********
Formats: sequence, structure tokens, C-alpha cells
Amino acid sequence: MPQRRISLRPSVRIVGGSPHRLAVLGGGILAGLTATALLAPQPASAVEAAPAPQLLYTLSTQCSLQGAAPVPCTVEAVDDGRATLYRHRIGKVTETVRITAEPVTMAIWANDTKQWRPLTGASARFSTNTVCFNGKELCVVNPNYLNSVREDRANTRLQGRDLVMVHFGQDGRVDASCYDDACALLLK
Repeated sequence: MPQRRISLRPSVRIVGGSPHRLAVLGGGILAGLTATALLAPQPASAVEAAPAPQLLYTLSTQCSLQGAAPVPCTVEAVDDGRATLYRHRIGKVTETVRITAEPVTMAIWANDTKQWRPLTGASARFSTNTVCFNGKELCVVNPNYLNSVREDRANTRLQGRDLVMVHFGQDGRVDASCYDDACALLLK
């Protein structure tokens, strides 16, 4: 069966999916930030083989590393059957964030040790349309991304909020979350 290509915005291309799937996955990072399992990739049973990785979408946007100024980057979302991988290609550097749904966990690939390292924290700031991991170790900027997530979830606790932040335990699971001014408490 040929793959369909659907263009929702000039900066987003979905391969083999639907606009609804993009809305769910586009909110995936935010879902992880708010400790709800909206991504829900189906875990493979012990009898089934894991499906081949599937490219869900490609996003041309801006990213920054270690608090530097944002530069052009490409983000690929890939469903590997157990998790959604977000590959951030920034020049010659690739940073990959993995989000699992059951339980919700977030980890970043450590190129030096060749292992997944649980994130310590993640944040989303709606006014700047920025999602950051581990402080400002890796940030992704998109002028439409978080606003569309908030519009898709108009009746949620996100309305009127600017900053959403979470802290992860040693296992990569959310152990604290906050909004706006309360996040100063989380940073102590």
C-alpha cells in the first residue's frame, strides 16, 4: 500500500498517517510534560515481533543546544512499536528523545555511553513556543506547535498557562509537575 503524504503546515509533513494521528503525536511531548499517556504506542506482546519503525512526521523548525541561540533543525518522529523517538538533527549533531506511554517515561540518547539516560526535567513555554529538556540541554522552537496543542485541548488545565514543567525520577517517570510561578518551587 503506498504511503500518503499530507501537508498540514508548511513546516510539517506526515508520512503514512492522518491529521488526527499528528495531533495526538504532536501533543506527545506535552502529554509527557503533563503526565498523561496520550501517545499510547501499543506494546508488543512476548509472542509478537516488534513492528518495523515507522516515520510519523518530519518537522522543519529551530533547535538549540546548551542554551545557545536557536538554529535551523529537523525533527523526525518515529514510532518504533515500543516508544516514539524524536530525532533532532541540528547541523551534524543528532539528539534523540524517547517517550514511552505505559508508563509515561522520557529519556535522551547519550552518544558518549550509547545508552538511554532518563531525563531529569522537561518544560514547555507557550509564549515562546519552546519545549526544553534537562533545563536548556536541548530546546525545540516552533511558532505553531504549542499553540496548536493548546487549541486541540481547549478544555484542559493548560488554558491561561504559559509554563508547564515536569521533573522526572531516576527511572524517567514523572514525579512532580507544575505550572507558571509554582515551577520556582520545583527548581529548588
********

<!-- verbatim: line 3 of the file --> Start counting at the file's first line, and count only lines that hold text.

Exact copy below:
Repeated sequence: MPQRRISLRPSVRIVGGSPHRLAVLGGGILAGLTATALLAPQPASAVEAAPAPQLLYTLSTQCSLQGAAPVPCTVEAVDDGRATLYRHRIGKVTETVRITAEPVTMAIWANDTKQWRPLTGASARFSTNTVCFNGKELCVVNPNYLNSVREDRANTRLQGRDLVMVHFGQDGRVDASCYDDACALLLK